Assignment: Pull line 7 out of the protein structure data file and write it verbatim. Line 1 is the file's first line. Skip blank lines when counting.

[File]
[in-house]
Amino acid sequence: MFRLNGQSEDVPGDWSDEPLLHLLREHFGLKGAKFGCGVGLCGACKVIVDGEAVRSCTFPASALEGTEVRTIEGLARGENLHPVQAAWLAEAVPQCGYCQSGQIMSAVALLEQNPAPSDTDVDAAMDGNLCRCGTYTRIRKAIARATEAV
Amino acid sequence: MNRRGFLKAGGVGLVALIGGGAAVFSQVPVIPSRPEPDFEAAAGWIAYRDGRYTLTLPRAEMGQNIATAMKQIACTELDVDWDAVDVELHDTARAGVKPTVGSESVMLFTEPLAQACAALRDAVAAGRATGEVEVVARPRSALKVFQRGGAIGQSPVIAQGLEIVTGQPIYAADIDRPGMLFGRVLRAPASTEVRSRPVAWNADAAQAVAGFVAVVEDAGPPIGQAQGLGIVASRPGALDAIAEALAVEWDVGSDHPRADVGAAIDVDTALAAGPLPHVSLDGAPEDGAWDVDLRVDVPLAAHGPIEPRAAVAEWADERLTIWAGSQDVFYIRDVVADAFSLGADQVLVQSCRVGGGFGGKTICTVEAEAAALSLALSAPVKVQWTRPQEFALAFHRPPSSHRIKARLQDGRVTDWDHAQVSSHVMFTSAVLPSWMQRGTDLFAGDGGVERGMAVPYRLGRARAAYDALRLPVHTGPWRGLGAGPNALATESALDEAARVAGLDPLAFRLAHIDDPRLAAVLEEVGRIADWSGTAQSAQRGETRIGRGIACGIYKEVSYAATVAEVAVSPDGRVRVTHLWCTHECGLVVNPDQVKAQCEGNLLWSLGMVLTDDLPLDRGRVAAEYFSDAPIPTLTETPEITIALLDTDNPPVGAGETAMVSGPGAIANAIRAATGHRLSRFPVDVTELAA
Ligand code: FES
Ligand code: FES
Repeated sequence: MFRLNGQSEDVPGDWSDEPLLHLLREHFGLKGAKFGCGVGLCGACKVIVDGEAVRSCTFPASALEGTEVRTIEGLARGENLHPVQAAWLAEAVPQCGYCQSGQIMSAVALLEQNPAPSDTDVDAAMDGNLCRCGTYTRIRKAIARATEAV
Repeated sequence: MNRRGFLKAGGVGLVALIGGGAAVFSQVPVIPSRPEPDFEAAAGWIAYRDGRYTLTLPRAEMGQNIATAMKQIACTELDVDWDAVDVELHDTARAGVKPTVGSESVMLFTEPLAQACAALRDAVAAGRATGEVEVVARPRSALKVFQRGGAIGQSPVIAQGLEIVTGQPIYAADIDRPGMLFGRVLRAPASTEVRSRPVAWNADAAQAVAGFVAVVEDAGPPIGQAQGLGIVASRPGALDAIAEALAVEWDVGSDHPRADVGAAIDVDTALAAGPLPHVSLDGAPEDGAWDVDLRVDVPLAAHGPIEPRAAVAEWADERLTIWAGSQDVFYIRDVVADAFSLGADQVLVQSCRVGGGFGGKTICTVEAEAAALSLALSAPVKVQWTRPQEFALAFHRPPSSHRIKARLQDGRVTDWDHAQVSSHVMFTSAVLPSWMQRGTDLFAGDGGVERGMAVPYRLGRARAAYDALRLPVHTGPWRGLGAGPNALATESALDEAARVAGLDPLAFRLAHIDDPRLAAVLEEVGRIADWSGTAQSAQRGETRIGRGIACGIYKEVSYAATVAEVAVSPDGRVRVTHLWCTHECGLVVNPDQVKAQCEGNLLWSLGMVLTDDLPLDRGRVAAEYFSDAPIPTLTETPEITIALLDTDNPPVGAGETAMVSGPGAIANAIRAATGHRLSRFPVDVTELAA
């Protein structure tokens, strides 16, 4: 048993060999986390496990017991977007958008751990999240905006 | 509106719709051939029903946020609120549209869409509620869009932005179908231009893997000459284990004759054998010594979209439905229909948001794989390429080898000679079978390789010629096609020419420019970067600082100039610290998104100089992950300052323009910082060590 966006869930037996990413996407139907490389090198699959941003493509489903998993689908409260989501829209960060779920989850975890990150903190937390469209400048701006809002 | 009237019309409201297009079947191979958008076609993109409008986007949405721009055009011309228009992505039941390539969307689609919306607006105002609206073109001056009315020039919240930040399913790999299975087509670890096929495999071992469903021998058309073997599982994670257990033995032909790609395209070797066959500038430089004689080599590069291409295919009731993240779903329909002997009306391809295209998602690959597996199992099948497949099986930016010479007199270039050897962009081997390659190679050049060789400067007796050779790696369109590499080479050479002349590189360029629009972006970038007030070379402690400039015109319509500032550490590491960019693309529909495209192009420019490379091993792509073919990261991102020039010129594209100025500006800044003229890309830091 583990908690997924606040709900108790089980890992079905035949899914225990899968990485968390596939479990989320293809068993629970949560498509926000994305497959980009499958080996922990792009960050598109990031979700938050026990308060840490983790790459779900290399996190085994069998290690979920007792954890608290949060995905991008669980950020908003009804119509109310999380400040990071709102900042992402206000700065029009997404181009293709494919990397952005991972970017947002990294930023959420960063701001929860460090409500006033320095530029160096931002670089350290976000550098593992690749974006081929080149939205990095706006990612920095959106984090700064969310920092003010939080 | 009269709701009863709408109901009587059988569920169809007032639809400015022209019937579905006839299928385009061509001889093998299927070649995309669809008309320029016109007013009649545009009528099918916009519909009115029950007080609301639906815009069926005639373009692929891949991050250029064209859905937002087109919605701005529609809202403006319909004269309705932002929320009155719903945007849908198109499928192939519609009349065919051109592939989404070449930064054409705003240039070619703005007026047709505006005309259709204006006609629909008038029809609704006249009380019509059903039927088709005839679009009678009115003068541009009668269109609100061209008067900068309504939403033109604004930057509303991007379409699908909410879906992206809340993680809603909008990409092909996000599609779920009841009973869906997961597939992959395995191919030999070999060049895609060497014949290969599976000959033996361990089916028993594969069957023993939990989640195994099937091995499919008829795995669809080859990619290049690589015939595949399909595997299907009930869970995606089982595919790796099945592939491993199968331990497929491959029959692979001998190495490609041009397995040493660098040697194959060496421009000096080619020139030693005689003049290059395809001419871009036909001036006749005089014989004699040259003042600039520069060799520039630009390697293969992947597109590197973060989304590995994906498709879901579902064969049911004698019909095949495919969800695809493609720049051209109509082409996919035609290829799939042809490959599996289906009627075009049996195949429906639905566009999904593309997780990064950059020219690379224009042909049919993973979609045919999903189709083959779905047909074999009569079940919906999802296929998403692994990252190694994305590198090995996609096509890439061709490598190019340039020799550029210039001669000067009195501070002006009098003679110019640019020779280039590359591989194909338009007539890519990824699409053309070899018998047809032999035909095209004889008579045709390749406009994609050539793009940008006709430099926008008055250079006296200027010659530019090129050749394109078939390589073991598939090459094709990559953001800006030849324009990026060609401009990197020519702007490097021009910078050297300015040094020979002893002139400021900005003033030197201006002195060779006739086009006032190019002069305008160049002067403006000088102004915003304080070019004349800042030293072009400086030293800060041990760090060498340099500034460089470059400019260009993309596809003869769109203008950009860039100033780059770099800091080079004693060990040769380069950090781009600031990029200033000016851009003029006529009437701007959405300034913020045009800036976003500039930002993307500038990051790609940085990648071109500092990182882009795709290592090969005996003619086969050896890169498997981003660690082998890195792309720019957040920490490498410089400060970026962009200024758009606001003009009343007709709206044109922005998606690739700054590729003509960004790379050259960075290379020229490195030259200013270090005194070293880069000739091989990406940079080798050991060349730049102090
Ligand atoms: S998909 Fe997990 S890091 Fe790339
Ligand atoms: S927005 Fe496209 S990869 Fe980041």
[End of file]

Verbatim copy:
Repeated sequence: MNRRGFLKAGGVGLVALIGGGAAVFSQVPVIPSRPEPDFEAAAGWIAYRDGRYTLTLPRAEMGQNIATAMKQIACTELDVDWDAVDVELHDTARAGVKPTVGSESVMLFTEPLAQACAALRDAVAAGRATGEVEVVARPRSALKVFQRGGAIGQSPVIAQGLEIVTGQPIYAADIDRPGMLFGRVLRAPASTEVRSRPVAWNADAAQAVAGFVAVVEDAGPPIGQAQGLGIVASRPGALDAIAEALAVEWDVGSDHPRADVGAAIDVDTALAAGPLPHVSLDGAPEDGAWDVDLRVDVPLAAHGPIEPRAAVAEWADERLTIWAGSQDVFYIRDVVADAFSLGADQVLVQSCRVGGGFGGKTICTVEAEAAALSLALSAPVKVQWTRPQEFALAFHRPPSSHRIKARLQDGRVTDWDHAQVSSHVMFTSAVLPSWMQRGTDLFAGDGGVERGMAVPYRLGRARAAYDALRLPVHTGPWRGLGAGPNALATESALDEAARVAGLDPLAFRLAHIDDPRLAAVLEEVGRIADWSGTAQSAQRGETRIGRGIACGIYKEVSYAATVAEVAVSPDGRVRVTHLWCTHECGLVVNPDQVKAQCEGNLLWSLGMVLTDDLPLDRGRVAAEYFSDAPIPTLTETPEITIALLDTDNPPVGAGETAMVSGPGAIANAIRAATGHRLSRFPVDVTELAA